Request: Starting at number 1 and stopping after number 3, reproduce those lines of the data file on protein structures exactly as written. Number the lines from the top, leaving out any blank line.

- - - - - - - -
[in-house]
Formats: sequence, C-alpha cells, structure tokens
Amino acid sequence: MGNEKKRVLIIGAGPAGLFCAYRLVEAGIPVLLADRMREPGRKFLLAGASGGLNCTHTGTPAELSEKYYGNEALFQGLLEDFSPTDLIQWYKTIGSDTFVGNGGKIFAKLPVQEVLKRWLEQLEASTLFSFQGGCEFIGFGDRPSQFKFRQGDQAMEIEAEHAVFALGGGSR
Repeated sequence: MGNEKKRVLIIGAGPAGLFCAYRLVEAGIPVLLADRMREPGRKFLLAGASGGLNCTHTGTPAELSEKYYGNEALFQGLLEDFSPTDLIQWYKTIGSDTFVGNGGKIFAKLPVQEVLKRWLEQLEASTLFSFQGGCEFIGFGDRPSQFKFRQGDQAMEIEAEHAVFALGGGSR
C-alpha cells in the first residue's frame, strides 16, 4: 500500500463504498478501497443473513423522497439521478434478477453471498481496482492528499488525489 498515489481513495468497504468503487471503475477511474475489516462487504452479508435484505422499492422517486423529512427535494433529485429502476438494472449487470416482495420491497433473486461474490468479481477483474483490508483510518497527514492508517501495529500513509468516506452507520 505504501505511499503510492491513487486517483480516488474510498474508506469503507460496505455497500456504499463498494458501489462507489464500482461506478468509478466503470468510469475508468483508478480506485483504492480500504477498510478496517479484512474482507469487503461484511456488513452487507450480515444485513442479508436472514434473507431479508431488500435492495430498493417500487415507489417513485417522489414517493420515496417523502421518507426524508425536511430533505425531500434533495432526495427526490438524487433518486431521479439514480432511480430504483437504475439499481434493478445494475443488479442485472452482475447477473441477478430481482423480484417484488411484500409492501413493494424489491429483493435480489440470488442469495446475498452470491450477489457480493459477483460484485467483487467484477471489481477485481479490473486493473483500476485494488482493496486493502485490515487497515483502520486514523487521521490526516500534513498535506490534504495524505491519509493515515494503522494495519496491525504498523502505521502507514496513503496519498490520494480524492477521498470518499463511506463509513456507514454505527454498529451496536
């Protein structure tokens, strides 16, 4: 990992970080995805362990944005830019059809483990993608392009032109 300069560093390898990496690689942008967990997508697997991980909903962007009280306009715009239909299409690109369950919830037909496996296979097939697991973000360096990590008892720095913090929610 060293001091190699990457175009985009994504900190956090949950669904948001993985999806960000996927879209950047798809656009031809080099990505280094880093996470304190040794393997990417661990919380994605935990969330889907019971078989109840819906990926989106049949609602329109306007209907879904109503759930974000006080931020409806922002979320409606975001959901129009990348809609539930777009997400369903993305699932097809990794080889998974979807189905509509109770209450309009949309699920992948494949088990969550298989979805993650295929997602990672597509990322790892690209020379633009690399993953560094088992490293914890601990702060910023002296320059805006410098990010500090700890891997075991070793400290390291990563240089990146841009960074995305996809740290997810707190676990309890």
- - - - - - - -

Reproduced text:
[in-house]
Formats: sequence, C-alpha cells, structure tokens
Amino acid sequence: MGNEKKRVLIIGAGPAGLFCAYRLVEAGIPVLLADRMREPGRKFLLAGASGGLNCTHTGTPAELSEKYYGNEALFQGLLEDFSPTDLIQWYKTIGSDTFVGNGGKIFAKLPVQEVLKRWLEQLEASTLFSFQGGCEFIGFGDRPSQFKFRQGDQAMEIEAEHAVFALGGGSR